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Priority Queues

Priority Queues

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Priority Queues

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  1. Priority Queues

  2. Priority queue • A stack is first in, last out • A queue is first in, first out • A priority queue is least-first-out • The “smallest” element is the first one removed • (You could also define a largest-first-out priority queue) • The definition of “smallest” is up to the programmer (for example, you might define it by implementing Comparator or Comparable) • If there are several “smallest” elements, the implementer must decide which to remove first • Remove any “smallest” element (don’t care which) • Remove the first one added

  3. A priority queue ADT • Here is one possible ADT: • PriorityQueue(): a constructor • void add(Comparable o): inserts o into the priority queue • Comparable removeLeast(): removes and returns the least element • Comparable getLeast(): returns (but does not remove) the least element • boolean isEmpty(): returns true iff empty • int size(): returns the number of elements • void clear(): discards all elements • Java now has a PriorityQueue class (new in Java 5)

  4. Java 5’s PriorityQueue, I • boolean add(E o) • Adds the specified element to this queue. • boolean offer(E o) • Inserts the specified element into this priority queue. • E peek() • Retrieves, but does not remove, the head of this queue, returning null if this queue is empty. • E poll() • Retrieves and removes the head of this queue, or null if this queue is empty. • int size() • Returns the number of elements in this collection.

  5. Java 5’s PriorityQueue, II • void clear() • Remove all elements from the priority queue. • Comparator<? super E> comparator() • Returns the comparator used to order this collection, or null if this collection is sorted according to its elements natural ordering (using Comparable). • Iterator<E> iterator() • Returns an iterator over the elements in this queue. • boolean remove(Object o) • Removes a single instance of the specified element from this collection, if it is present (optional operation).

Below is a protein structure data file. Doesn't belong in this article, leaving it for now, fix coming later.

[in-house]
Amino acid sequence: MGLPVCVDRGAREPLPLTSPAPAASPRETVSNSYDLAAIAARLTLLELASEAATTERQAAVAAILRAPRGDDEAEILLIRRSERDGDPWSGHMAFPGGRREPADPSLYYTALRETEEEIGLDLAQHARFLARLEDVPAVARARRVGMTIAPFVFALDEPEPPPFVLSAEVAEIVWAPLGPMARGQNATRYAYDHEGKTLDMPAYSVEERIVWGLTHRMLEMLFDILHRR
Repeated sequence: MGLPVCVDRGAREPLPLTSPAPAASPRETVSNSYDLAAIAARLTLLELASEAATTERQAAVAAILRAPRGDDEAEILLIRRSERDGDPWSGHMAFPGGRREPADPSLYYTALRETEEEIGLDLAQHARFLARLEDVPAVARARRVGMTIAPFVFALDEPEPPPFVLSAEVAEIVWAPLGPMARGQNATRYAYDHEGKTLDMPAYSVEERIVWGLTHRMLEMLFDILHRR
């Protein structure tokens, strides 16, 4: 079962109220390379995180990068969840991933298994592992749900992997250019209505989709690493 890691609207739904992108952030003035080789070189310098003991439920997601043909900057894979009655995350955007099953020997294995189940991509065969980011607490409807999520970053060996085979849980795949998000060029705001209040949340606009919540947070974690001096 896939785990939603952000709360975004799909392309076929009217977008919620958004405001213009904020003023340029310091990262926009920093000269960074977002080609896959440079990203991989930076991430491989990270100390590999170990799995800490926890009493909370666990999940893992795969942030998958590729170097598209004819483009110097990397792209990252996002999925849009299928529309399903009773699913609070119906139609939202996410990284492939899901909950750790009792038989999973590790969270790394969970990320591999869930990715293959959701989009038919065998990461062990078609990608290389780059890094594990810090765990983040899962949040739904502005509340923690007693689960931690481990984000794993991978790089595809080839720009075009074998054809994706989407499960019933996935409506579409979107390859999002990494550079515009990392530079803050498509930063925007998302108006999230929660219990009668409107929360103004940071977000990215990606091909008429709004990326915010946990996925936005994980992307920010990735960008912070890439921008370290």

6. Evaluating implementations • When we choose a data structure, it is important to look at usage patterns • If we load an array once and do thousands of searches on it, we want to make searching fast—so we would probably sort the array • If we load a huge array and expect to do only a few searches, we probably don’t want to spend time sorting the array • For almost all uses of a queue (including a priority queue), we eventually remove everything that we add • Hence, when we analyze a priority queue, neither “add” nor “remove” is more important—we need to look at the timing for “add + remove”

  7. Array implementations • A priority queue could be implemented as an unsorted array (with a count of elements) • Adding an element would take O(1) time (why?) • Removing an element would take O(n) time (why?) • Hence, adding and removing an element takes O(n) time • This is an inefficient representation • A priority queue could be implemented as a sorted array (again, with a count of elements) • Adding an element would take O(n) time (why?) • Removing an element would take O(1) time (why?) • Hence, adding and removing an element takes O(n) time • Again, this is inefficient